At a meeting of the Board the signatories of the new company were accused of acting in an underhand way and without authority. Hence they were removed from the board including Houlding being removed as President. Whilst the prospectus of Houlding was briefly discussed; a move to Goodison Park was again agreed. It was also announced to much approval that Everton’s new ground would not sell alcoholic refreshments reflecting the division between the increasingly popular temperance movement and Conservative interests which were often linked to the brewing industry (personified by John Houlding the Conservative brewer). A majority of the board were tee-total and keen temperance campaigners.
In response Houlding changed the name of the company to “Liverpool Football Club and Athletic Grounds Company Limited” and adopted the Anfield Road site.
Hence Everton FC continued to be representative of its many members whilst Liverpool FC started life with a much narrower set of financial interests in charge. However, the profiteering motives associated to Houlding are not necessarily borne out by the facts – he invested large amounts of money at lower than market rates for much of Everton FC’s early years.
A tale of two clubs
In April 1892 it was agreed that Everton FC would be elected to the FA and Liverpool FC made an application to join the Lancashire League.
John Houlding then took legal action against Everton FC in particular in relation to the stands remaining on his land. Eventually in May 1892 a settlement was brokered by the FA – Everton FC was awarded £250 for the stands.
Money, money, money
Liverpool Football Club and Athletic Grounds Company Limited was formed with capital of £15,000 including a 5,000 share issue of £1 each. The company purchased the ground from John Houlding and Mr Orrell for £9,237 but left mortgages totaling £5000 so the balance could be used for working capital.
Hence the club was able to scout for excellent players right from the start. In order to not get a ban from the Association they mainly sought players in Scotland. When they did, legally, approach players in England their detractors were quick to organise a de facto ban even though no fault was found.
So Liverpool FC started life with a professional squad being paid high wages for the time unlike Everton FC which started its life with local players. But local players were given the opportunity to play in the reserves.
Liverpool FC Reserves 1892-3 in the Liverpool and District League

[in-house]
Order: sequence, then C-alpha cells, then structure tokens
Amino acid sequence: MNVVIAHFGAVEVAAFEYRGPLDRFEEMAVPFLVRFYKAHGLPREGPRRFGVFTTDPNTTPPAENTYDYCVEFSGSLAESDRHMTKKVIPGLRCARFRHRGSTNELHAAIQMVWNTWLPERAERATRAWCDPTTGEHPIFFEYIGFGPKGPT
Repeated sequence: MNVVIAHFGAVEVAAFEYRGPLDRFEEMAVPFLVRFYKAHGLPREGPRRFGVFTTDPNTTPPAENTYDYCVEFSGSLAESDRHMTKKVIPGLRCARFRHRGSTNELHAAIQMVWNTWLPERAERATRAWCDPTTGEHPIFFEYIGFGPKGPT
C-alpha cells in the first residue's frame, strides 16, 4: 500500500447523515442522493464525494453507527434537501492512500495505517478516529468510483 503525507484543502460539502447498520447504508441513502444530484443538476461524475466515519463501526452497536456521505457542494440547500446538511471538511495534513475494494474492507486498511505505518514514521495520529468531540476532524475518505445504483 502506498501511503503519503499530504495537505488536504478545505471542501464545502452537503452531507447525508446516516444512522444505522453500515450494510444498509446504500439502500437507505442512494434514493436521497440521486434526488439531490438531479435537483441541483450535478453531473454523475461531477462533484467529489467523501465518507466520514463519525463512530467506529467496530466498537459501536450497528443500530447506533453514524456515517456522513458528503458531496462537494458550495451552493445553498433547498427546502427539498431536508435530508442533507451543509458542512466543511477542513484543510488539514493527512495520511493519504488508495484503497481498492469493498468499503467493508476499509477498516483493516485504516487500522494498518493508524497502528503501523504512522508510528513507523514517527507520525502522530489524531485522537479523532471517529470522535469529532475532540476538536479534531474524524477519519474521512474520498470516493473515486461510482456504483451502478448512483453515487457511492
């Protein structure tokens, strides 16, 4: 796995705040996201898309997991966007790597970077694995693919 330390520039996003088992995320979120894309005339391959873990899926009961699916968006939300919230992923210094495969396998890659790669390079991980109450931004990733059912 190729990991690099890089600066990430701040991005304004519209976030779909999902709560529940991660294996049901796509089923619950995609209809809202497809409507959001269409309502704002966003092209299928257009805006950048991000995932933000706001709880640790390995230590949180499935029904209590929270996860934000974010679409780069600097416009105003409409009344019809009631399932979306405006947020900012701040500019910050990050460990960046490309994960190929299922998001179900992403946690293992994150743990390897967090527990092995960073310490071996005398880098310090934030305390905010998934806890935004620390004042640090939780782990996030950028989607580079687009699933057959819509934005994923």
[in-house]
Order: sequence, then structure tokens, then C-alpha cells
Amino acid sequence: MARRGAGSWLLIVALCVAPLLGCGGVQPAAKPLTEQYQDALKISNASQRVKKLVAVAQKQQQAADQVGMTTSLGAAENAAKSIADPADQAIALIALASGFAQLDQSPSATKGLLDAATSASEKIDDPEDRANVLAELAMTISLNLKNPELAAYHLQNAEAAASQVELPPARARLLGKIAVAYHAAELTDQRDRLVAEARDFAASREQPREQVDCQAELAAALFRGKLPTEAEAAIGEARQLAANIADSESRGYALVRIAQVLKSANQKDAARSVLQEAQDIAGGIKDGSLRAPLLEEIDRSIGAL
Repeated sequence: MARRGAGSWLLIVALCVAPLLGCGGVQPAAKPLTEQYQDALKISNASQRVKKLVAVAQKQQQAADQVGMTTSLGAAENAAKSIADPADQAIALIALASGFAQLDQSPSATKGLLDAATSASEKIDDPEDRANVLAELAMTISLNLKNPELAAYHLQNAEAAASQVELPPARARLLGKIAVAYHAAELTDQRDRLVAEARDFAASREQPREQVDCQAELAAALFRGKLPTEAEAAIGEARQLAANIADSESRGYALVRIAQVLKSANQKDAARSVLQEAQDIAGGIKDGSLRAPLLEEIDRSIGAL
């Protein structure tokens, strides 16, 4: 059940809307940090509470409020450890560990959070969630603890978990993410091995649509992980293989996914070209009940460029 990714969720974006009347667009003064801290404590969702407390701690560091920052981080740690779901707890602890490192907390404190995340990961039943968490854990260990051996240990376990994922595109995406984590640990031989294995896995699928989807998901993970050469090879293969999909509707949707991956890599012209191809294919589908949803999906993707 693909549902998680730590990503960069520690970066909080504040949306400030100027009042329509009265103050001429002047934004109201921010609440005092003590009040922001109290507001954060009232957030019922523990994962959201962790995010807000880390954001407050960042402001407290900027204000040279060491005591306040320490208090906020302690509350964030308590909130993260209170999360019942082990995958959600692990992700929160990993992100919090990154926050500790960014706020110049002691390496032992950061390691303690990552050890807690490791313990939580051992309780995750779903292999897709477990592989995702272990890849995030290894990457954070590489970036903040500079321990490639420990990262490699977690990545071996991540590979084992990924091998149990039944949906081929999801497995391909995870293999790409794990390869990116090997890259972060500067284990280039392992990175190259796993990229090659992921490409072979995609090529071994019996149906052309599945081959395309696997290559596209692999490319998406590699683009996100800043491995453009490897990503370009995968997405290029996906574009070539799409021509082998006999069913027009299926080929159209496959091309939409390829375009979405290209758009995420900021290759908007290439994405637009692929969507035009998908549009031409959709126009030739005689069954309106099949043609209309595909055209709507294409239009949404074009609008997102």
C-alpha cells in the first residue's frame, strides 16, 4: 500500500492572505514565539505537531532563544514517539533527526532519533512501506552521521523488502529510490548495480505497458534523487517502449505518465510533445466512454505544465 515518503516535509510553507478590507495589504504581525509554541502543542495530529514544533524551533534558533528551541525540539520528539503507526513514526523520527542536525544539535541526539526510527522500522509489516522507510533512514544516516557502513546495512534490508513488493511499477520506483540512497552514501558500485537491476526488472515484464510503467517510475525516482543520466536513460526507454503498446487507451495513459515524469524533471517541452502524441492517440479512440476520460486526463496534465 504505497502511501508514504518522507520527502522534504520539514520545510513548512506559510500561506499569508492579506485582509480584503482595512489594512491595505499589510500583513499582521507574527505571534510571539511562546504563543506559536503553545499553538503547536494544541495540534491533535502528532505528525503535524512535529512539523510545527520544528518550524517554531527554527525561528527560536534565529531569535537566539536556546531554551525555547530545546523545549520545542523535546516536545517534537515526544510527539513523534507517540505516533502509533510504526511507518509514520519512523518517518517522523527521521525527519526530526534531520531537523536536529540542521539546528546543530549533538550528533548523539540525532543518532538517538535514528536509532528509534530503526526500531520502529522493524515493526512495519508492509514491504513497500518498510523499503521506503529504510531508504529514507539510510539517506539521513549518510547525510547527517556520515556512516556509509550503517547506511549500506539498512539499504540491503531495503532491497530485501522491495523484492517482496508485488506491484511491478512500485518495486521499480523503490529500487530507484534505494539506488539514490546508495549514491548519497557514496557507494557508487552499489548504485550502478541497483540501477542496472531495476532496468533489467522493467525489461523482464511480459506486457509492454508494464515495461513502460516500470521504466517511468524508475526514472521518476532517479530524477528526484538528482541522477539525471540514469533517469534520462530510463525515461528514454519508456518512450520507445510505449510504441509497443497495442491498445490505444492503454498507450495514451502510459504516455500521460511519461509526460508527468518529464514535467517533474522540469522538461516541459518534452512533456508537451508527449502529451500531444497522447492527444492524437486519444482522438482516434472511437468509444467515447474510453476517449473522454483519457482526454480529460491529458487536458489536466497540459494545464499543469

The Reserve Team consisted of mainly local players, occasionally strengthened by professionals who could be spared from the first team. The Liverpool FC Reserves were entered into the Liverpool and District League.
The cost to watch Liverpool and District League matches was 3d (as opposed to 4d for the first team fixtures) and season tickets ranged from 7s 6d for uncovered stands to 21s 0d for reserved stands.
Philip or Phil Kelly was a player for the Liverpool FC Reserves in its very first season … here are a few of the newspaper reports and one very rare programme I have been able to find that mention him. On the programme which is for Whiston v Liverpool Reserve on Saturday 10th December 1892 you can see his name in the bottom formation on the left wing.
The Liverpool Football Echo
Saturday February 25 1893
Whiston v Liverpool Reserve
“Played on the ground of the former, before a good gate. Liverpool kicked off and Kelly immediately scored, the referee not allowing offside, which was justly claimed. From the restart they scored in the same manner, but this time the whistle did its duty. Continuing the homesters decidedly held the advantage and M. Owen had an anxious time. A couple of corners to Whiston were conceded by Pearson, but were nicely cleared. A very unsatisfactory decision by the referee led to a second point being notched by Kelly. The homesters played up pluckily against their more weighty opponents, but found the defence of Pearson and M’Nally very strong. Play tamed down considerably towards the interval when Liverpool led by 2 goals to nil.”
The Liverpool Football Echo
Saturday February 4 1893
Edge Hill v Liverpool Reserve